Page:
Diess issued a statement calling his use of the phrase "definitely an unfortunate choice of words", according to the BBC. "I would like to apologise in any form".
Diess said "EBIT macht frei", which is similar to "arbeit macht frei", a slogan that literally means "work sets you free", and that was engraved on the gates of Nazi concentration camps.
EBIT is an acronym for Earnings Before Interest and Tax, a key indicator of a company's profit.
Herbert Diess used the pun "EBIT macht frei" during a speech at the firm's management gathering on Tuesday.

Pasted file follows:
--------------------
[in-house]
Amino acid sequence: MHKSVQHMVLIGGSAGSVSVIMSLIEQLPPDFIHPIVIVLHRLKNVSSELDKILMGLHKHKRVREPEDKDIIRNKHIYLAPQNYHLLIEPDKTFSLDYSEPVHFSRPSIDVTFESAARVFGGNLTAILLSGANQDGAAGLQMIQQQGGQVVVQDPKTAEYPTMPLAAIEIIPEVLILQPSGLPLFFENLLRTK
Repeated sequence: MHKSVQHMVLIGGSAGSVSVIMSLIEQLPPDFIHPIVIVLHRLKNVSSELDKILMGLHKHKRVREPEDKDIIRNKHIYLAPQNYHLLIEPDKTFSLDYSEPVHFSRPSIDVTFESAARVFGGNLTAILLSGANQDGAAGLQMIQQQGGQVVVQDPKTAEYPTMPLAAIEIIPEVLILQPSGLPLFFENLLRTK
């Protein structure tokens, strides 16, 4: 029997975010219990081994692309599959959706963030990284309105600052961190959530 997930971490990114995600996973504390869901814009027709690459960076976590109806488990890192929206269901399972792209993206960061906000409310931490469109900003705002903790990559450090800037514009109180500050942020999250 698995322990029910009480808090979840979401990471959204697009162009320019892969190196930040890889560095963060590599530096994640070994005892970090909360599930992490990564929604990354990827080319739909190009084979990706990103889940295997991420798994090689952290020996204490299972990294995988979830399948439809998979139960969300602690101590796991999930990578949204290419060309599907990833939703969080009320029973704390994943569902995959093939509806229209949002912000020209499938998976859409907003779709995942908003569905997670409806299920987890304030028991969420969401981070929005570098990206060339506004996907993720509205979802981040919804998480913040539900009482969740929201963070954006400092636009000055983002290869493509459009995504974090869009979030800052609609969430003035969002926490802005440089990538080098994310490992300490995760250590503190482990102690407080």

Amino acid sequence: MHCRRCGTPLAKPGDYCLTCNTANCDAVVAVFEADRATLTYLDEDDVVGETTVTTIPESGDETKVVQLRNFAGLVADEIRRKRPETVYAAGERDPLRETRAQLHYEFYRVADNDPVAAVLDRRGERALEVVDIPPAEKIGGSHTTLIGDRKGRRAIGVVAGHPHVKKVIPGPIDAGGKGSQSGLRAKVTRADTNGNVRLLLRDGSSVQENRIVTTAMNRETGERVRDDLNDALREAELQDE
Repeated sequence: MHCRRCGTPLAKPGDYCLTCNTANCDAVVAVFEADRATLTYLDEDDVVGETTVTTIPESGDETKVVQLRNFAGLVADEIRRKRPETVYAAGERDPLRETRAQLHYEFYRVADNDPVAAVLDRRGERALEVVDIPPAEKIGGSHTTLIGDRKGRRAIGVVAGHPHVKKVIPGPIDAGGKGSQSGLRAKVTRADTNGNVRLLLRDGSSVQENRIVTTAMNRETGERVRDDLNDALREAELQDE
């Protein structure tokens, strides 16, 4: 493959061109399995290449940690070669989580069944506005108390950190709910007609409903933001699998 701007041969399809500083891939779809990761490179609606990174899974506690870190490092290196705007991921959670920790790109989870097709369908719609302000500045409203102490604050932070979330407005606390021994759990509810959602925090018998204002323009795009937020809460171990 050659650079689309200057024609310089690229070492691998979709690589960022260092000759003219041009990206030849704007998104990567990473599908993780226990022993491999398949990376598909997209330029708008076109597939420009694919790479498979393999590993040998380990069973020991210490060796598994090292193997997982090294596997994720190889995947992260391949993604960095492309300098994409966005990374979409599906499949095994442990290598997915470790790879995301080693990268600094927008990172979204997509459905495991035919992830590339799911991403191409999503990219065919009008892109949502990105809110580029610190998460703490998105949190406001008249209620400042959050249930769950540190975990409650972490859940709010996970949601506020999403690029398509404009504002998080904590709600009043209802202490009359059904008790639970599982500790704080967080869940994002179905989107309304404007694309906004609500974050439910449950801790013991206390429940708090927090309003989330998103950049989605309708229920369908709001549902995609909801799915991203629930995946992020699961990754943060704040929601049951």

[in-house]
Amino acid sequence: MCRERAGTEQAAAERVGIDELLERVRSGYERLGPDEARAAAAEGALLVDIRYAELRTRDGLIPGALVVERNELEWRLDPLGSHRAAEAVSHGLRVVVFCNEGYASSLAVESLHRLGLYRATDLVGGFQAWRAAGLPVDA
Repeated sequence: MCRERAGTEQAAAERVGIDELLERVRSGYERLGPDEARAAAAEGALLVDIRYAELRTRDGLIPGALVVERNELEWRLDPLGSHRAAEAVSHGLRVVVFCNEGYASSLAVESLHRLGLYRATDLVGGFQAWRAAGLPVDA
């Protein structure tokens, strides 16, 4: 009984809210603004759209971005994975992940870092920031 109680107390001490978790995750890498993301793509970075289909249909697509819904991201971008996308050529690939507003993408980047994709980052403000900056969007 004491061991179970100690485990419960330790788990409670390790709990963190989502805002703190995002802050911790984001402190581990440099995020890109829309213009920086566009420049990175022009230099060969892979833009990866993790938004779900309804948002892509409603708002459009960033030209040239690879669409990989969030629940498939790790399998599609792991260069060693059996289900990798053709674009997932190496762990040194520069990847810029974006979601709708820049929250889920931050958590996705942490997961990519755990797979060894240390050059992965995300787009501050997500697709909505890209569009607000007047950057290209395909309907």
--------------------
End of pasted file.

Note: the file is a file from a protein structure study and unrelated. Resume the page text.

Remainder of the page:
"It was in no way my intention to put my statement in the wrong context - I honestly didn't think it would at the time", he said.
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Volkswagen was founded in 1937, as part of Nazi leader Adolf Hitler's vision to enable German families to own their first vehicle.
Volkswagen, whose factory was repurposed during World War II to build military equipment and vehicles, is today the world's biggest automotive group with brands including Audi, Bugatti, and Porsche.
Diess added that he, the company and its staff were "aware of the particular historical responsibility of Volkswagen in connection with the Third Reich".
Asked whether Bernstein analyst Max Warburton was right to suggest that Diess had lost support internally as a result of the remarks, Volkswagen's supervisory board said such an inference was inappropriate.